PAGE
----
Our challenges are daunting but not insurmountable. They will require major restructuring of long term retirement programs currently provided by the Government. Social Security must and will be means tested – the sooner the better. We will also need to overhaul our tax system. A good start is the elimination of all loopholes, those secretly agreed upon ‘deals’ that get slipped into legislation in the dead of night. (I sometimes wonder if the only way to get rid of tax loopholes is to outlaw lobbyists. The only bad news from that would be that the unemployment rate would likely sky-rocket – at least in Washington, D.C.)

The stock market reflects the outlook for corporations to generate profits and pay dividends. Profit growth in the U.S. has been excellent since the recession bottomed out in 2008. Today, nearly 40% of the stocks in the S&P 500 yield more than the current 10-year Treasury rate. The list includes such household names as PepsiCo, Merck, Kimberly Clark, Johnson & Johnson, Proctor & Gamble, Staples, Sysco, McDonalds – all companies that are sound, growing and most likely will be raising their dividends for years to come. Of course corporate earnings are not immune from economic activity, but today’s valuation of the S&P500 seems attractive, particularly when compared to the returns available on fixed income securities.

Three years ago, our economy as well as those of much of the rest of the world came close to hurtling over a precipice. The invaluable and too much maligned support from the Government did in fact save the day. We went through a serious recession and are still clawing our way back to prosperity. The challenges facing us today are long term structural issues. They must be confronted and resolved before they mushroom out of control. But they do not compare in urgency or magnitude to the events in the summer of 2008.

The Downgrade is Not the Problem – Congress Is

August 8th, 2011

The markets around the world are rattled silly this morning by the first ever downgrade of the U.S. Government’s debt by Standard & Poors. That is understandable but not, in my mind, rational.

There is no way the U.S. Government is going to default on its debt obligations. Its debts are no less safe this morning than they were on Friday or one year ago or ten years ago. It is true that our country’s balance sheet is less healthy than it was a decade ago, but look what we have been through – a recession the depth of which had not been experienced since the 1930’s while simultaneously engaging in two wars. Debt buildup and fiscal deficits were inevitable.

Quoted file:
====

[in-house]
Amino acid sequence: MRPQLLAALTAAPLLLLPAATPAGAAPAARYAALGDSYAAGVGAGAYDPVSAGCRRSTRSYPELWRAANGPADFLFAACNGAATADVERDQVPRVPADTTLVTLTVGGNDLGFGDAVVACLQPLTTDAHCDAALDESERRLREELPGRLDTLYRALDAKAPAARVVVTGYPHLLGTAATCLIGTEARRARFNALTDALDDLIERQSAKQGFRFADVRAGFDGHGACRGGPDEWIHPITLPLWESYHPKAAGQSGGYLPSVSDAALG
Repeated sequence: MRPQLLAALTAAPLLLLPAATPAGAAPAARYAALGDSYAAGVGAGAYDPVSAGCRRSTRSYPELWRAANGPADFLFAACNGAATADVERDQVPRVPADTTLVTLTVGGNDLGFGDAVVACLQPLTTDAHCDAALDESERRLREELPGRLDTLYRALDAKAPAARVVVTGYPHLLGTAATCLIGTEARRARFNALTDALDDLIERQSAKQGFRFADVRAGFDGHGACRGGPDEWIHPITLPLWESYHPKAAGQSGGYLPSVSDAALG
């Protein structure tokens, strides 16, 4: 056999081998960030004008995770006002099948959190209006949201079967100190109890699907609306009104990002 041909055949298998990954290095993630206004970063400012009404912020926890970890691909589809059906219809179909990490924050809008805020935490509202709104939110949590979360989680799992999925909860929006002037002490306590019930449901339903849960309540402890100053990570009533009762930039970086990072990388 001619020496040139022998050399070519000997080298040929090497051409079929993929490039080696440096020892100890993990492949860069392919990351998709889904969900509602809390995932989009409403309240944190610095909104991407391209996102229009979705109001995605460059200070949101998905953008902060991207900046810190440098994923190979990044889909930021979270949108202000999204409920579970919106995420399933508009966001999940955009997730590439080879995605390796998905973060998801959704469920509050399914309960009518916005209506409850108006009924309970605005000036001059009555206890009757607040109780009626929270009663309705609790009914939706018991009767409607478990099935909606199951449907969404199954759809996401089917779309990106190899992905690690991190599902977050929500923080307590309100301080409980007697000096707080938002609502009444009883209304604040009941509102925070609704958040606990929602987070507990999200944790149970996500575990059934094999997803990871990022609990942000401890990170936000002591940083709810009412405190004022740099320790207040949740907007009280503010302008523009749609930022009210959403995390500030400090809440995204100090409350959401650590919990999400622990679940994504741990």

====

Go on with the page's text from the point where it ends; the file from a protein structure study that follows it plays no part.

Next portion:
At the end of World War II, our debt as a percent of GDP was far higher than it is today. The Government spent huge amounts of money subsidizing mortgages and providing education through the GI Bill. The country emerged from that era into a sustained period of growth and prosperity which allowed the balance sheet to right itself.

Today we face more than a few challenging issues but they are not insurmountable if only our elected officials would work for the good of the people. There is a need first and foremost to get the economy revitalized. The reason that is proving so difficult to achieve is because the balance sheet of the consumer is still going through a downsizing. In addition, the banks are also continuing to downsize their own balance sheets. It is difficult to spend when you are trying to pay off debt.

Corporations are becoming the easy whipping boy for not hiring more of the unemployed. But they are not the culprit. They came through the recession in solid financial shape and they would like nothing more than to see good demand that would allow them to increase employment.

One thing is for sure – a massive tax increase will NOT be productive for the economy or as a means of reducing the debt levels of the Government. Such a strategy would be counterproductive. However, eliminating tax loopholes –the unfair tax treatments that allow large and profitable companies to pay nearly NO taxes – is an essential step in moving towards reducing the fiscal deficit. The same is true regarding individual taxes – the wealthiest individuals should not be able to take advantage of tax loopholes that allow them to pay the lowest tax rates. It is appalling that Congress cannot agree in a bipartisan way to eliminate tax loopholes – genuine loopholes, NOT the very legitimate deduction of mortgage interest and charitable contributions.

Longer term there is no doubt that the issues of Social Security and retirement health care must be addressed. At least they are now being discussed. Only a decade ago, they were referred to as “the third rail of politics”. So progress has been made. At some point in the not too distant future, Social Security will be means tested – as it should have been all along. And individuals will be required to work longer before receiving their benefit. This is simple arithmetic that goes hand in glove with the increase in life expectancy. A better solution would be to allow – no, to force – individuals to save for their own retirement. The money would be their own, not the Government’s, and they would be able to pass it on to future generations if not consumed in retirement. Admittedly, such a program would need to provide supplemental support for those who could not save sufficiently during their working life. That would be the Social Security part, but it would be necessary for the few not the entire population.